Senate moves tax cut deal forward

President Barack ObamaBarack Obama unveiled a compromise deal on the tax cuts last week
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The US Senate is expected to open debate on the tax cut deal negotiated between President Barack Obama and the Republicans.

The $858bn (£545bn) package would extend Bush-era tax cuts on even the wealthiest Americans.

Backers expect the Senate to move debate forward before a final vote on Tuesday or Wednesday. It would then go to the House of Representatives.

Ex-President Bill Clinton has urged reluctant Democrats to back the plan.

“I don’t believe there is a better deal out there,” Mr Clinton said following a private meeting with President Obama on Sunday.

‘Eat their spinach’

Under a proposal that the White House crafted with Republicans and announced last week, tax cuts enacted by President George W Bush in 2001 and 2003 and set to expire this year would be extended at all levels – including for the wealthiest Americans.

Some unemployment benefits would also continue, and the estate tax would be lowered.

Mr Obama and his Democratic allies had vigorously opposed allowing low tax rates for wealthy Americans to continue at a time of massive budget deficits, but Senate Republicans rejected Mr Obama’s preferred approach and the president said he saw no option other than compromise.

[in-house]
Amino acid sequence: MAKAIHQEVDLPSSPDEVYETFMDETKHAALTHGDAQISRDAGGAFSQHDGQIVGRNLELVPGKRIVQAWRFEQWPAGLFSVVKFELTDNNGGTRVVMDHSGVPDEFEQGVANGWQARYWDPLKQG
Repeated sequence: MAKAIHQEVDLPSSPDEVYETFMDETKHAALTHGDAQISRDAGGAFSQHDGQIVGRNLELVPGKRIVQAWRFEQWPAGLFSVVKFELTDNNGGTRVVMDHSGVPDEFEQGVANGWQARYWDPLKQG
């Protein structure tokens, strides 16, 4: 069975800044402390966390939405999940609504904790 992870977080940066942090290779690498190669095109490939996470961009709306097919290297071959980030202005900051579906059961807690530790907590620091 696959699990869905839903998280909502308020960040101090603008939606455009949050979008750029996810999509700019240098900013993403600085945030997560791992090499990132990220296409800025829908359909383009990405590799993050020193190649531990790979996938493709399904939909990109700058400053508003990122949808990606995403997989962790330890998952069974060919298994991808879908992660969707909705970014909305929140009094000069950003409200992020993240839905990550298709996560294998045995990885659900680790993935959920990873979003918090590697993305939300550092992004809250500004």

Negotiations have been continuing since Democrats in the House of Representatives voted on Thursday to reject the initial tax cut deal.

A leading Senate Democrat, Dick Durbin said Democrats should “eat their spinach” and accept a deal because their influence will plummet when the new Congress convenes next month.

Republicans made big gains in November’s mid-term elections, winning control of the House as well as extra Senate seats.

Representative Chris Van Hollen, a key House Democrat, said on Sunday: “We’re not going to hold this thing up at the end of the day.”

But Mr Van Hollen told Fox News Sunday that Democrats wanted a separate vote on the inheritance tax provision in the bill – which he said would cost $25bn for just 6,600 wealthy Americans.

This article is from the BBC News website. © British Broadcasting Corporation, The BBC is not responsible for the content of external internet sites.

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